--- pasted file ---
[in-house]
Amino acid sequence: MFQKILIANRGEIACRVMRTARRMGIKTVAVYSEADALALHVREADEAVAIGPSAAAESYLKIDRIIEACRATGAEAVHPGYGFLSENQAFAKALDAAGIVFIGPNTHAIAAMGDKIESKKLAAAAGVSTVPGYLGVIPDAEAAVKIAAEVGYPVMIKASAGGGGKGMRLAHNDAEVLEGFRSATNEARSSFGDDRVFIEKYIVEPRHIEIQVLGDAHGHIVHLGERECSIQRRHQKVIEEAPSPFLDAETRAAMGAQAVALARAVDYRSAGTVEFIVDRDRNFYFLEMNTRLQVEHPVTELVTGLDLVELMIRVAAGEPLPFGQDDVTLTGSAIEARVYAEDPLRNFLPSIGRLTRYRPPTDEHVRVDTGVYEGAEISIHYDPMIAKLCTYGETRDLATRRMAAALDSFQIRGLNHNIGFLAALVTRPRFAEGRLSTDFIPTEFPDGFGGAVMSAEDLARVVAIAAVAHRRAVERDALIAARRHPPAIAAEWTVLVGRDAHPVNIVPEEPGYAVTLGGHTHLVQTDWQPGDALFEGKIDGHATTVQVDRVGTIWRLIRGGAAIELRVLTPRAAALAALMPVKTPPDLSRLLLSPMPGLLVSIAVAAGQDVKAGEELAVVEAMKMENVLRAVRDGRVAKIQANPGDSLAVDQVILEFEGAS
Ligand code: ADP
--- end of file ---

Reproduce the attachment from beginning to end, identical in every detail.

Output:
[in-house]
Amino acid sequence: MFQKILIANRGEIACRVMRTARRMGIKTVAVYSEADALALHVREADEAVAIGPSAAAESYLKIDRIIEACRATGAEAVHPGYGFLSENQAFAKALDAAGIVFIGPNTHAIAAMGDKIESKKLAAAAGVSTVPGYLGVIPDAEAAVKIAAEVGYPVMIKASAGGGGKGMRLAHNDAEVLEGFRSATNEARSSFGDDRVFIEKYIVEPRHIEIQVLGDAHGHIVHLGERECSIQRRHQKVIEEAPSPFLDAETRAAMGAQAVALARAVDYRSAGTVEFIVDRDRNFYFLEMNTRLQVEHPVTELVTGLDLVELMIRVAAGEPLPFGQDDVTLTGSAIEARVYAEDPLRNFLPSIGRLTRYRPPTDEHVRVDTGVYEGAEISIHYDPMIAKLCTYGETRDLATRRMAAALDSFQIRGLNHNIGFLAALVTRPRFAEGRLSTDFIPTEFPDGFGGAVMSAEDLARVVAIAAVAHRRAVERDALIAARRHPPAIAAEWTVLVGRDAHPVNIVPEEPGYAVTLGGHTHLVQTDWQPGDALFEGKIDGHATTVQVDRVGTIWRLIRGGAAIELRVLTPRAAALAALMPVKTPPDLSRLLLSPMPGLLVSIAVAAGQDVKAGEELAVVEAMKMENVLRAVRDGRVAKIQANPGDSLAVDQVILEFEGAS
Ligand code: ADP